Saturday, November 28, 2009

Leadership: What is the new model for the future?

While growing up, I always looked forward to the debut of new cars because the designs would change every year.  However the European models would not change drastically.  Unlike the US manufacturers, they would evolve over a few years whether it be design, safety enhancements or the latest gadgets.

It appears to me that leadership has taken on some of those traits.  I searched Amazon Books and found approximately 375,000 titles listed on the subject of leadership.  Did the great leaders of yesteryear have to update their skills yearly with the publication of a new book.
On Linked IN you see articles with various techniques of 3,5, or 10 ways to become a better leader.  Has leadership competencies changed that much?  Would world class leaders such as Vince Lombardi, Colin Powell, Tom Peters and others who are still being quoted today change their methods in today's business environment?  To be a leader, one thing is certain, you must have followers.  You must have people that believe in you.  You must have people that know you have their best interest at heart.  You must have people that trust you.

I am afraid that due to the climate in the workforce today will force leaders to rethink the leadership equation.  With all the workers that are seeking employment, the workforce that is still in place: overworked and aware that so many of their coworkers were let go, has changed the way workers now look at leaders.  Today's challenging times cries out of for more effective leadership.  The brand that your companies cultivated over the successful years now is showing signs of wear.  There is a crack in the wall and this one will not be pretty once everything settles.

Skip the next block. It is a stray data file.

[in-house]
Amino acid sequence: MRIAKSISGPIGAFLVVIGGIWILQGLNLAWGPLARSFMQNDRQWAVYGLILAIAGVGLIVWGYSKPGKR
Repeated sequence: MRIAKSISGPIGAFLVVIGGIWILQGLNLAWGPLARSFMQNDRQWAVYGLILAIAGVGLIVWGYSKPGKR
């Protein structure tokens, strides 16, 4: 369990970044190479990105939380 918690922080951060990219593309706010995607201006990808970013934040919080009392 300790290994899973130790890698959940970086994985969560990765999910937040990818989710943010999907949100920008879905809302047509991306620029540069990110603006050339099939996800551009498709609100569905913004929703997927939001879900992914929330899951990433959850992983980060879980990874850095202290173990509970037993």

One of the best ways for leaders to improve is to work on improving themselves. It is as simple as leading by example.  Are you as a leader walking the walk.  Are you setting the example by saying do as I say not as I do. Remember, all of your workers at all level are watching.  How often have you just said "thank you" or "I appreciate the work you do." This does not only apply to the designated leaders but all the way down the pyramid.  From the C-Suite to the supervisor, every leader today is under the microscope.

In order for companies to be successful in the future, it behooves everyone to step up their game.  To begin the process, solicit feedback from your people as to how you can improve your leadership skills.  Think of the message that you would send.  Think of the effect that you would have on your direct reports when they see that you are trying to improve.  One results is that your feedback to them would make more of a statement if you also are seeking their feedback on your effectiveness.   You might be surprised at the answers.  A good leader wants their people to grow and develop on the job.  That is what engagement is all about.  If leaders set the proper example, the people around them for the most part will do the same.